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DEEN, Presiding Judge.
Aggravated assault, etc. Cobb Superior Court. Before Judge White.
The appellant, Robert Paul Levesque, was tried and convicted of aggravated assault and possessing a firearm as a convicted felon. He appeals only the conviction for aggravated assault, and the sole enumeration of error concerns the trial court's apparent slip of the tongue in advising the jury that the State "is not required to prove the guilt of the defendant beyond all reasonable doubt."
As an informative gesture, the trial court made a lengthy pre-evidentiary statement to the jury, during which the court essentially gave several standard jury instructions. The trial court, however, emphasized that these comments were not a substitute for the detailed instruction on the law that would be given at the close of the trial. Apparently, in attempting to deliver the remainder of the standard charge on the State's burden of proof, i.e., that the State did not have to prove the defendant's guilt beyond all doubt or to a mathematical certainty, the trial court inadvertently inserted the word "reasonable." It further appears that although the trial court did refer to the State's burden of proof correctly on six subsequent occasions, including the regular jury charge at the end of the trial two days later, the court never expressly pointed out the incorrect statement or retracted it. Held:
"Inaccuracies in a charge which do not mislead or obscure meaning, do not require a new trial." Cauley v. State, 137 Ga. App. 814, 816 (224 SE2d 794) (1976); accord Leonard v. State, 146 Ga. App. 439 (246 SE2d 450) (1978). Where conflicting charges are given, and not mere inaccuracies, the erroneous charge is not rendered harmless by subsequent correct statements of the law unless the court expressly calls the jury's attention to the error either by retracting it or in some other manner. Johnson v. State, 148 Ga. App. 702 (252 SE2d 205) (1979); Cameron v. State, 123 Ga. App. 282 (180 SE2d 554) (1971); see also Ex. Committee of Baptist Convention v. Ferguson, 213 Ga. 441 (99 SE2d 150) (1957).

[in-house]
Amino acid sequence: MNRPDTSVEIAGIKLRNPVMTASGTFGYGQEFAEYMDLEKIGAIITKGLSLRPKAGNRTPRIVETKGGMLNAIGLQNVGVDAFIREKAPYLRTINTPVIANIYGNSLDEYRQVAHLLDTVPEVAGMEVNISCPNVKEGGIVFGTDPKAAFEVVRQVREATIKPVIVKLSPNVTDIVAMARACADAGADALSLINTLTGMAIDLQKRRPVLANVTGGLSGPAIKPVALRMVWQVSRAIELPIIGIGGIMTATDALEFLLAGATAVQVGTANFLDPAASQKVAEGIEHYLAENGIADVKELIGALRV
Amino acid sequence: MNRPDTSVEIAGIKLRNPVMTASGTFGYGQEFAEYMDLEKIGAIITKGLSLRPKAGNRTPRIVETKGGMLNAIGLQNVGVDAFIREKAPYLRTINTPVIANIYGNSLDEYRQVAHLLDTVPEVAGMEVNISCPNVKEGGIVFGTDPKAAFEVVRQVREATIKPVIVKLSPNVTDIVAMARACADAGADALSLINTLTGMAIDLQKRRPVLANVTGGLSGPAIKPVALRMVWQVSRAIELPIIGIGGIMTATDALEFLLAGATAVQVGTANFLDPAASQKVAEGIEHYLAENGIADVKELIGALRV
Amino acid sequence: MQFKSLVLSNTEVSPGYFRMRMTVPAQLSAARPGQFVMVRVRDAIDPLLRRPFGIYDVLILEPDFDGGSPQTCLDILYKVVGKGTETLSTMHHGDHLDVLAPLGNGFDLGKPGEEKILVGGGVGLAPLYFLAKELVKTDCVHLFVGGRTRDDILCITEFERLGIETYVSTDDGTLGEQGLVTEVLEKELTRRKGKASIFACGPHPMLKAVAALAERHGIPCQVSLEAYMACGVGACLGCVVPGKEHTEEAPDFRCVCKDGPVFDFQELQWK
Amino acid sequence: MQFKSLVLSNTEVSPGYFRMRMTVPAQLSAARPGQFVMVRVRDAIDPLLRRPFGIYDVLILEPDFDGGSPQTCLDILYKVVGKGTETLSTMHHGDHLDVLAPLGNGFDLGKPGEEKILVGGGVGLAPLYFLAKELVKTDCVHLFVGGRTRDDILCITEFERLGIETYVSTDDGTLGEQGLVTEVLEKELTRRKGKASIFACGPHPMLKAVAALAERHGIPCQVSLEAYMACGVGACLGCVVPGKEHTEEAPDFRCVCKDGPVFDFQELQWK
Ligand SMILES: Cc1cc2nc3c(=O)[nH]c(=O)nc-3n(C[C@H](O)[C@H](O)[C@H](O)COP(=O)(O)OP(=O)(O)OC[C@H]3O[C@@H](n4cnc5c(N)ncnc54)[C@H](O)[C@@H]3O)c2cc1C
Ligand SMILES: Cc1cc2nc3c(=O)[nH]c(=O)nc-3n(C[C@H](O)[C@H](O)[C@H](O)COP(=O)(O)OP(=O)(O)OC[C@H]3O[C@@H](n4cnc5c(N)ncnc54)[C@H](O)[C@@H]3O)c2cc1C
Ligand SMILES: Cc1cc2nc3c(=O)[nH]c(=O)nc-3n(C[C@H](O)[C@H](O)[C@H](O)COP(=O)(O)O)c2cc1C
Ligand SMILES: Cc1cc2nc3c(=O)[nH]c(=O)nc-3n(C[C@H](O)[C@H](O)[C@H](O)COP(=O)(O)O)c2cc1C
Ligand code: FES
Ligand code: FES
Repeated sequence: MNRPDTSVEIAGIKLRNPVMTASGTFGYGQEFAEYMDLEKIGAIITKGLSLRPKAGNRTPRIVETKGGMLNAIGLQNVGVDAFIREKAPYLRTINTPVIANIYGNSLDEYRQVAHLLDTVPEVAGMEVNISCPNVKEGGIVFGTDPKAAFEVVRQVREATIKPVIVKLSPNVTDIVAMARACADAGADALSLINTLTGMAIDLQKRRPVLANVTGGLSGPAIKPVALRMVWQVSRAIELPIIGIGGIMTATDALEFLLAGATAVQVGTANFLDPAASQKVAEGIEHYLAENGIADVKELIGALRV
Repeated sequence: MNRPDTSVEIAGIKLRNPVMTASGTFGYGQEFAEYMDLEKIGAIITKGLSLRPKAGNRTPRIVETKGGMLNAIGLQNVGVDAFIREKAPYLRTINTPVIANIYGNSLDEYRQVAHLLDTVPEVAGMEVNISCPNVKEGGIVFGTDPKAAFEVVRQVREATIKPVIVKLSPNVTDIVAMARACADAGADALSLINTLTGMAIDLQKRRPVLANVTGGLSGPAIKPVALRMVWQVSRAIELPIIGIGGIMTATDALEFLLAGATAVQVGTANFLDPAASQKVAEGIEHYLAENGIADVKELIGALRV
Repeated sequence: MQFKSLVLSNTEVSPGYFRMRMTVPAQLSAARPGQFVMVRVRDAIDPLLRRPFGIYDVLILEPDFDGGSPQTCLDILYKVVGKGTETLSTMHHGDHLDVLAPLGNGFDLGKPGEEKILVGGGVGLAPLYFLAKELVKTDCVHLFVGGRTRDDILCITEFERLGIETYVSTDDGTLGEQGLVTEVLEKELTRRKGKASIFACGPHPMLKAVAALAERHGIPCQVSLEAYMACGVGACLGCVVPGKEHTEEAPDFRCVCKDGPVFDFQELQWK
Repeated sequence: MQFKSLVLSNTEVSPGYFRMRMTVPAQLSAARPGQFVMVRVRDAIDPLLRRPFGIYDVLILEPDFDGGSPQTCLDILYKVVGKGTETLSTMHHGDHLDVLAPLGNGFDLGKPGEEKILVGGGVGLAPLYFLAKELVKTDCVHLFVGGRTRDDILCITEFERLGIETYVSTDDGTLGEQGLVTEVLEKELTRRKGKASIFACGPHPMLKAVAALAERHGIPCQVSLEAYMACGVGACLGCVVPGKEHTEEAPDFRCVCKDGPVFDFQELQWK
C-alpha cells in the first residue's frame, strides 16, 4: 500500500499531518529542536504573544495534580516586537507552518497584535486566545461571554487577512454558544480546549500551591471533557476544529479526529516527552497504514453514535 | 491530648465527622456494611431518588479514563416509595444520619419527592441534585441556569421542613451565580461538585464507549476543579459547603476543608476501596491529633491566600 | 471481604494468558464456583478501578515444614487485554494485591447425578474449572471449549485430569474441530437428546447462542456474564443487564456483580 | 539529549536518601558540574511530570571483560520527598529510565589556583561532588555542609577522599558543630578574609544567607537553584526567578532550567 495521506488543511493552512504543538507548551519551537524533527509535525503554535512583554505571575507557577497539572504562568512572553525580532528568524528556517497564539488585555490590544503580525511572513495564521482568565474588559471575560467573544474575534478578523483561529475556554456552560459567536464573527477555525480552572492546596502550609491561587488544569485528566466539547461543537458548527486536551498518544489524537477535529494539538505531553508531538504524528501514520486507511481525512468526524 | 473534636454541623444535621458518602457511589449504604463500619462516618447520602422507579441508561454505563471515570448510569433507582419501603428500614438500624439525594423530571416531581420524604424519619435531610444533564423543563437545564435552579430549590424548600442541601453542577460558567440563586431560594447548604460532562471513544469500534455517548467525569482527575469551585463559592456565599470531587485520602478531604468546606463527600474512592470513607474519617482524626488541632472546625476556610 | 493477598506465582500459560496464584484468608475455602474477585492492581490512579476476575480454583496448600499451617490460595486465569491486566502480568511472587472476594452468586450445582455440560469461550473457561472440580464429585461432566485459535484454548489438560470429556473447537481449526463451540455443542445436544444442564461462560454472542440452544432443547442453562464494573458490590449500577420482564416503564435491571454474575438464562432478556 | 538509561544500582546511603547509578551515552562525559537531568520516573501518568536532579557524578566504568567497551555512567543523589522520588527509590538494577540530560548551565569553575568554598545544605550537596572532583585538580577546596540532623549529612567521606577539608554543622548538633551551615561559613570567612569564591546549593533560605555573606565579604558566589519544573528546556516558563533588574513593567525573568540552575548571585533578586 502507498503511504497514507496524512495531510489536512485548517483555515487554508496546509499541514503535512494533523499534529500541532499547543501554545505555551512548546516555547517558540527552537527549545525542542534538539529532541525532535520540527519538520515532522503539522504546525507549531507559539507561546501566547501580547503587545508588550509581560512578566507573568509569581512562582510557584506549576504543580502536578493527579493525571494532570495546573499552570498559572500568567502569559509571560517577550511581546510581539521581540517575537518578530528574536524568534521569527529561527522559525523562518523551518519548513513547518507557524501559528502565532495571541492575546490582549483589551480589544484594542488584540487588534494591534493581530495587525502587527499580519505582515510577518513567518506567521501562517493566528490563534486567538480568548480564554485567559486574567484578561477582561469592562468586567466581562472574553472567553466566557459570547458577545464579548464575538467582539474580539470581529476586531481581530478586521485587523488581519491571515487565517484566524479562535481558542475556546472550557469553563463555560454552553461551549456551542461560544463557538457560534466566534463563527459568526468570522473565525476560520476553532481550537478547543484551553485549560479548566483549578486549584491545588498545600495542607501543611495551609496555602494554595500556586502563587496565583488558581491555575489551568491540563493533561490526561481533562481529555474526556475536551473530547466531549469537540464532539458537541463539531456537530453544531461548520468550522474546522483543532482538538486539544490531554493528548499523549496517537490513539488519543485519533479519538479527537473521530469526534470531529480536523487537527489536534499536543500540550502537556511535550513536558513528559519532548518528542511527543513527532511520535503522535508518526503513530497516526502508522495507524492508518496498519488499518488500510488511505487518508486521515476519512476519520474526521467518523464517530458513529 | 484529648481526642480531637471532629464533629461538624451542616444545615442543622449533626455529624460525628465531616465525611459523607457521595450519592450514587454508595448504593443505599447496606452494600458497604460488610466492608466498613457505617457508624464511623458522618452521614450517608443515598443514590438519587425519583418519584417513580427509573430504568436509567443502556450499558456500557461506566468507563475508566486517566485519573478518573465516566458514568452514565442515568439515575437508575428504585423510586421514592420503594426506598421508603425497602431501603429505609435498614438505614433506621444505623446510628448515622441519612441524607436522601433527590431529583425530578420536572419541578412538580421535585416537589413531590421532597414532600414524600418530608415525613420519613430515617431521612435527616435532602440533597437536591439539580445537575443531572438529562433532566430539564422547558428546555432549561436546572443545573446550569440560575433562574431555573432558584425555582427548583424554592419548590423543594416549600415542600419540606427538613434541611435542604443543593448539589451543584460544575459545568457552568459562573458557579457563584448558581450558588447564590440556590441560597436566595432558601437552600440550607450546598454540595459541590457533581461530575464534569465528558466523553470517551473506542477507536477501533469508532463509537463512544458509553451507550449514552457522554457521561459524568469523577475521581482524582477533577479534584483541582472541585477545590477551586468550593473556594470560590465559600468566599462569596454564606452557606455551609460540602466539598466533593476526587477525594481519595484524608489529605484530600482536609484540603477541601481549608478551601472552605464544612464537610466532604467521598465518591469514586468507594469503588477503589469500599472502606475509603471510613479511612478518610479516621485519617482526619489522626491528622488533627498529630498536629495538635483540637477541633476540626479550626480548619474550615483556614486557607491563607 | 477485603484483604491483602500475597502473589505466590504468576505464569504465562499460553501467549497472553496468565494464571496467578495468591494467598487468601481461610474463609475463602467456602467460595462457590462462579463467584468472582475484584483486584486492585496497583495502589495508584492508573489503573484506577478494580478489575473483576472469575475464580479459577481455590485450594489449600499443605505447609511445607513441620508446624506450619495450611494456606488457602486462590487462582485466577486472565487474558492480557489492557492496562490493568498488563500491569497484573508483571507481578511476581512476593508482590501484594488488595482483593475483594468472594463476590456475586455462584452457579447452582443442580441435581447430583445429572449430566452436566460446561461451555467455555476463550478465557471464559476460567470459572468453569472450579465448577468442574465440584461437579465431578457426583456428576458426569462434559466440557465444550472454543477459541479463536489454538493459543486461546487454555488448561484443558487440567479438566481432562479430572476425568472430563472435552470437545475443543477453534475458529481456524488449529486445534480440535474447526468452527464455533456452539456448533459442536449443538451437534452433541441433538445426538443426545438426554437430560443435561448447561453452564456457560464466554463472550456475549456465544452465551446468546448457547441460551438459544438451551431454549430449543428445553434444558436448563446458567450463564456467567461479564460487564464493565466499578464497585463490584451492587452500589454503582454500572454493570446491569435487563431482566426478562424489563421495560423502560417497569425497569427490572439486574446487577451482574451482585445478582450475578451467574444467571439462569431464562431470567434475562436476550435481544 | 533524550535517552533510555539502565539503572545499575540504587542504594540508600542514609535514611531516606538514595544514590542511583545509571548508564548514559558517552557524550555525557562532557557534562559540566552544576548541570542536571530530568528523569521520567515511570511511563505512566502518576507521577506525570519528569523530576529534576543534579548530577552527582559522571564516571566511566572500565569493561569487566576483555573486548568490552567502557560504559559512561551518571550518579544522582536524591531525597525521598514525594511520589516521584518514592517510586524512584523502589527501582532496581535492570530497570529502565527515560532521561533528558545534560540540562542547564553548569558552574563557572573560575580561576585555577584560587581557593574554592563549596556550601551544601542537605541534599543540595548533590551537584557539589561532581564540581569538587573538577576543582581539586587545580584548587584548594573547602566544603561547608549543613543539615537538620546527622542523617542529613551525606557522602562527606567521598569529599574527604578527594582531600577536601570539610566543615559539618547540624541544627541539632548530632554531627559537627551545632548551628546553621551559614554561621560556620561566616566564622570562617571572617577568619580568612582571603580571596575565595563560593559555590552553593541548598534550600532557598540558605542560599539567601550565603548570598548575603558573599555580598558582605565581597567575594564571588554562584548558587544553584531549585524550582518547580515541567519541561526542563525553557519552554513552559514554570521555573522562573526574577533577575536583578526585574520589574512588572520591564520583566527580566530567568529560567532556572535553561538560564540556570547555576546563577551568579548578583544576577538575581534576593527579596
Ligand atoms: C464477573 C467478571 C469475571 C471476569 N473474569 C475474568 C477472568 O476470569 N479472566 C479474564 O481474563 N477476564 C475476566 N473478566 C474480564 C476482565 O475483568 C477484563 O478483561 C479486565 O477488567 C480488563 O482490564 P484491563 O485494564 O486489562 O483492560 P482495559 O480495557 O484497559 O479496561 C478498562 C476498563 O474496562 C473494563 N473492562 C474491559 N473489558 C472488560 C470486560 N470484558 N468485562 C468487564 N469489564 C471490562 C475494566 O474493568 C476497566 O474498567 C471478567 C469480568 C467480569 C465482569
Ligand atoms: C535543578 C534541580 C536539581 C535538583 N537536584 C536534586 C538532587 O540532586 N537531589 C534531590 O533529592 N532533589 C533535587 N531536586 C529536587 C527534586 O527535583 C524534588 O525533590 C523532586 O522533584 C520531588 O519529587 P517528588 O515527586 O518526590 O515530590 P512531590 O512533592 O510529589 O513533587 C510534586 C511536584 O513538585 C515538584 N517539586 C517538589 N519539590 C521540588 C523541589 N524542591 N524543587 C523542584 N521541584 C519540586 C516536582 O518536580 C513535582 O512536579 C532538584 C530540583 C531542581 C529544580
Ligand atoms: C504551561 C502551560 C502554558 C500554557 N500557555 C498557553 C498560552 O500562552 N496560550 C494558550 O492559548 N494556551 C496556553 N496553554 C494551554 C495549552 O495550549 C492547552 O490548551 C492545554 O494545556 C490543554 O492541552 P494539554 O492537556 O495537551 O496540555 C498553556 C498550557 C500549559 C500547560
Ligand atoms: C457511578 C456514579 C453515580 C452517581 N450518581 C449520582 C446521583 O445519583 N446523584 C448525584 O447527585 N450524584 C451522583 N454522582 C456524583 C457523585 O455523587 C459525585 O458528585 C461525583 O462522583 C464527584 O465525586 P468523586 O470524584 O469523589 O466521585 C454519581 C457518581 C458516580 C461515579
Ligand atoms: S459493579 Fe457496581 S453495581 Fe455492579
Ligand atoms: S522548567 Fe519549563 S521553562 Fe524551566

While a pre-evidentiary jury charge may be acceptable, provided a comprehensive charge also be given at the close of the case, see Hammond v. State, 169 Ga. App. 97 (311 SE2d 523) (1983), the trial court's pre-evidentiary statement in the instant case simply was not a jury charge. As indicated to the jury at the time, the trial court's comments served merely as an introduction to the case. Accordingly, the above authorities, requiring retrial where conflicting charges are given, are inapposite. Under all the circumstances of this case, where the jury repeatedly heard the correct rule on the burden of proof during the regular, comprehensive jury charge, we find that the incorrect, pre-evidentiary statement could not have misled the jury.
Thomas J. Charron, District Attorney, James F. Morris, Assistant District Attorney, for appellee.
Weston D. Baxter, for appellant.
Thursday May 21 18:25 EDT

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